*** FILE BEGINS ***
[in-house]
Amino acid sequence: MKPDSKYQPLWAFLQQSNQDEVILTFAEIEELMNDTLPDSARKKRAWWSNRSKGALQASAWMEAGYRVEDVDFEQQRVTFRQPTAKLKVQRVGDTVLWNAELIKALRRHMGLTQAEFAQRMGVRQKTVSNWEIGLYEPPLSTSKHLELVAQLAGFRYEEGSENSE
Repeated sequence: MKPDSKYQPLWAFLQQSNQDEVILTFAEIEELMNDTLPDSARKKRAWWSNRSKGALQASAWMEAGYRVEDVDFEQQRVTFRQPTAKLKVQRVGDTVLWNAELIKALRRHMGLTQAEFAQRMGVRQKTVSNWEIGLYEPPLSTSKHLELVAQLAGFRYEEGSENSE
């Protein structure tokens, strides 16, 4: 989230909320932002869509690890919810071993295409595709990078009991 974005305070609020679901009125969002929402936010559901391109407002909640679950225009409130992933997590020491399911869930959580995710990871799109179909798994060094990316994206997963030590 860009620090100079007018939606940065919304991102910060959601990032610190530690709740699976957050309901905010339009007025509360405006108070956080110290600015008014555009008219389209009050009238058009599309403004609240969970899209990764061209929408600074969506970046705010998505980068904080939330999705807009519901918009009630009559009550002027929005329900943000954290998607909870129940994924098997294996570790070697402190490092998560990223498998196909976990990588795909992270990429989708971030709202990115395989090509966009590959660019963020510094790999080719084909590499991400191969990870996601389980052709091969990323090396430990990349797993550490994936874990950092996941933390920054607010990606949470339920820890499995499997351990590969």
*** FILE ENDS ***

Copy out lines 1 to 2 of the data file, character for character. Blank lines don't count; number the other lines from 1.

[in-house]
Amino acid sequence: MKPDSKYQPLWAFLQQSNQDEVILTFAEIEELMNDTLPDSARKKRAWWSNRSKGALQASAWMEAGYRVEDVDFEQQRVTFRQPTAKLKVQRVGDTVLWNAELIKALRRHMGLTQAEFAQRMGVRQKTVSNWEIGLYEPPLSTSKHLELVAQLAGFRYEEGSENSE